Way back in the summer of 1913, the Monte Carlo casino in Monaco saw an event that was unprecedented. Gamblers at the roulette wheel saw the ball falling in the black 26 times one after the other while they betted that it would fall in the red.
Many of the gamblers lost a lot of money betting that the ball would fall in the red and not black.
This gave rise to something called The “Gambler’s fallacy” in behavioral finance which means that if outcomes of expected behaviours are not in line with a person’s expectations and if such unexpected outcome is repeated continuously, then the human mind is led to believe that future outcomes will happen in the opposite.
What has this got to do with your financial planning ?
It’s elementary, Watson !
More often than not, your emotions override your rational thinking. And when it comes to personal finance, thinking from the heart and not the head can cause heart attacks.
Take this test of coin tossing for example (This example has been used and abused everywhere that I could not help adding to the misery!).
Supposed you toss a coin 5 times in the air and barring the first which is a tail, the next three are all heads. So the first four tosses go like this – Tail, Head, Head, Head, ?
The question is – when you toss the coin the fifth time, what would come, head or tail ?
What did you answer ? Tails, right ?
That is exactly what most of the people taking this test would do. The Gambler’s fallacy comes into play here and makes you think that the next outcome will be opposite of what has already been happening (3 heads in a row).
If you think for a moment and with a wee bit of elementary mathematics, probability theory suggests that the last toss of the coin is independent of the first four. So the answer can be either head or tail. Both have equal chances of showing up !
If you find this hard to imagine, try it out yourself. In fact, do something better. Depending on which IPL team you support, write down whether your favourite team will win or lose and why before a match is played. You will see yourself going back to check the team’s performance in the last few matches and you will realize that you are rooting for a loss if they have won continuously, or vice versa. Try it. It’s fun !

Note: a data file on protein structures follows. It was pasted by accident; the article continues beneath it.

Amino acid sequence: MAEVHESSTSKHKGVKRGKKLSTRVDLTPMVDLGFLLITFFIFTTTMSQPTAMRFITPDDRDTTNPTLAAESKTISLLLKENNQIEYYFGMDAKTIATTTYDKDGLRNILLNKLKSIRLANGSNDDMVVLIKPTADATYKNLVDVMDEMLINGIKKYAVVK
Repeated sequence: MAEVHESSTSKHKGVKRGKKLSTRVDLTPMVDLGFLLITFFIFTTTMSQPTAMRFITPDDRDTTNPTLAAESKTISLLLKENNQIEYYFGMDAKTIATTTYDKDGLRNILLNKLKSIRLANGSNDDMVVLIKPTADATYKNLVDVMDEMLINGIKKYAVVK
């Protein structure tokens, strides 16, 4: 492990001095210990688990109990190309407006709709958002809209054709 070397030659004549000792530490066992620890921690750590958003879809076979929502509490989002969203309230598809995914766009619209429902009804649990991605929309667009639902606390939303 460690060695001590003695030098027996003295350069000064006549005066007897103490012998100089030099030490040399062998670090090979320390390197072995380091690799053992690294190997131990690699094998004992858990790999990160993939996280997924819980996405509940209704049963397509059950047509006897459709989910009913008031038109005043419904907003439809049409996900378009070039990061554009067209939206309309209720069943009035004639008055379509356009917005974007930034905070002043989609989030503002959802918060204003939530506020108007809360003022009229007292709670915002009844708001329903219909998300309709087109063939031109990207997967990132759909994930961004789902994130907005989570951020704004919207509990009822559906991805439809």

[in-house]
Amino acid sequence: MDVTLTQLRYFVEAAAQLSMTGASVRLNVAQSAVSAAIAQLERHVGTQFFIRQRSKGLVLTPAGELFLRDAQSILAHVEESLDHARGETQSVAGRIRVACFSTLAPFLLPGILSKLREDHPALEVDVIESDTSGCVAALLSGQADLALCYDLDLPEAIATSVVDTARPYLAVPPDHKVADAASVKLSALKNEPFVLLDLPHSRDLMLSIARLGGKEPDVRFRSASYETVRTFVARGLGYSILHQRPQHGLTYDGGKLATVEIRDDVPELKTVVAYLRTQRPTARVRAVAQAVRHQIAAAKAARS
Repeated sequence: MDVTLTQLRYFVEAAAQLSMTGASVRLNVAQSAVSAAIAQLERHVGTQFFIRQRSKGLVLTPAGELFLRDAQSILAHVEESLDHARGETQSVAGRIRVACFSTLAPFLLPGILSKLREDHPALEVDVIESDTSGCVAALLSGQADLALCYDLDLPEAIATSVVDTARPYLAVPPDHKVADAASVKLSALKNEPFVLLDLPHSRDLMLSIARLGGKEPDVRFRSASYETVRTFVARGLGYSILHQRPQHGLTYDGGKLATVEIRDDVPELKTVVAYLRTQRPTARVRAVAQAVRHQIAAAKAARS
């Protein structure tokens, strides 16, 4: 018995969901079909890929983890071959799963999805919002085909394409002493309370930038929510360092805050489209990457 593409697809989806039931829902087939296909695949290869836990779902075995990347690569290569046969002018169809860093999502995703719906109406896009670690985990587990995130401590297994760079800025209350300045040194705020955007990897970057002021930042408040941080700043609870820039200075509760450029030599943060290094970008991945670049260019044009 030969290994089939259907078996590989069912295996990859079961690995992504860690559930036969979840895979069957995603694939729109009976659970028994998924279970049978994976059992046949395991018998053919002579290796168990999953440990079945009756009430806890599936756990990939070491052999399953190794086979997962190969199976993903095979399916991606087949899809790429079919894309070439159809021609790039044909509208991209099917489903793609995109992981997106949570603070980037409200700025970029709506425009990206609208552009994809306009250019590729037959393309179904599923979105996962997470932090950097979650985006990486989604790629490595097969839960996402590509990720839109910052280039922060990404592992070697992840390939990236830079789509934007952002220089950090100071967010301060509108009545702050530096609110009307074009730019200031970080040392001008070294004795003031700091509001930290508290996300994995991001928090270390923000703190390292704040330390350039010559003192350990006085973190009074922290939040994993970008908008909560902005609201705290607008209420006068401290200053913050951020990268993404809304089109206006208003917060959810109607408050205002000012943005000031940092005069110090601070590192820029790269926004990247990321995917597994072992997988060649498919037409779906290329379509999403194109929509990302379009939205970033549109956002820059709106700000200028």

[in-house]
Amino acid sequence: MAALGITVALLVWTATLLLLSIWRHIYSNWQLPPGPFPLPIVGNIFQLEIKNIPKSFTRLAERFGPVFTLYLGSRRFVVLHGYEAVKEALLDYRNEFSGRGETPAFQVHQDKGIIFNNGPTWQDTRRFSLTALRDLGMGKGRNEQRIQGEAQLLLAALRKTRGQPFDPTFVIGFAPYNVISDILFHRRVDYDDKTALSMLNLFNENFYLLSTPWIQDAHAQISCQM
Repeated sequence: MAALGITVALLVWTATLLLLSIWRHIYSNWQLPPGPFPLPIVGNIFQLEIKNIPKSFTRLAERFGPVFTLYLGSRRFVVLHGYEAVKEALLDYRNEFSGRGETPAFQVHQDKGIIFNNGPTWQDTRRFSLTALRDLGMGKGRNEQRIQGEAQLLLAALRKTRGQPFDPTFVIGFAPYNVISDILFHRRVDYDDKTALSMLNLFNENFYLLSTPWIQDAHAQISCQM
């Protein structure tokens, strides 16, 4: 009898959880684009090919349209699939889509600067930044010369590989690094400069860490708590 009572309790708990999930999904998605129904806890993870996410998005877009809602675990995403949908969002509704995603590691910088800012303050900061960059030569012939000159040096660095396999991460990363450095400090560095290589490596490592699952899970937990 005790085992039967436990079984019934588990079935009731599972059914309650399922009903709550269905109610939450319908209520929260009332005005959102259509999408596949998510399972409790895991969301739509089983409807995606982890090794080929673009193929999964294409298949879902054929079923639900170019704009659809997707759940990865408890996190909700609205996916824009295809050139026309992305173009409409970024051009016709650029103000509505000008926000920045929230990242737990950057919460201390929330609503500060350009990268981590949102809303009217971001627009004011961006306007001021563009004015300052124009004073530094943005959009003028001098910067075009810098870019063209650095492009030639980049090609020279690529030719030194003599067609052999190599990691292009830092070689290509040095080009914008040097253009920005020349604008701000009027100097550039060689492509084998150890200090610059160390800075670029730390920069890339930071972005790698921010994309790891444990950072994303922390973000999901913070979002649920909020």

How does this affect your personal finance ?
The stock market is a perfect place to make a 3 hour Bollywood movie on how players are driven by the emotions of greed, fear, excitement and irrational exuberance (thank you Alan Greenspan). This is also the place where your mind tells you that something new will happen if an event is unfolding continuously in one direction.
So say, you have a stock that is rising for many days now. The human mind is led to believe that it will fall. Blame it on this theory but most investors would think that and take a call that would go against them. They would then lose some money.
Stock markets and particularly stocks in general never go with your and my emotions – they are driven by fundamental analysis of the performance of the company in question. Investors can still use technical analysis to take a call on where the stock is headed in the short term, but your best bet would still be fundamental analysis.
But that is more work ! The expectation of greed to make a quick buck along with this fallacy that the stock will perform opposite to what it has been doing in the past makes one take a wrong call.
The same is even true of a stock that is going down in performance for days and weeks. Your mind forces you to think that now that it has gone down so much, it has only one way to go, which is up. You jump in, buy truck loads of the ticker with your hard earned money only to see it going down again. You then reason that it will eventually go up and average out your losses by buying more trucks of the stock. At the end, your backyard is loaded with trucks that have no fuel to go anywhere !
I don’t think emotional thinking is going to get us anywhere with investing. It’s got to be zeroed down to fundamental and technical analysis in case of stock picking.
Have you ever been a victim of the ”Gambler’s fallacy” in behavioral finance ?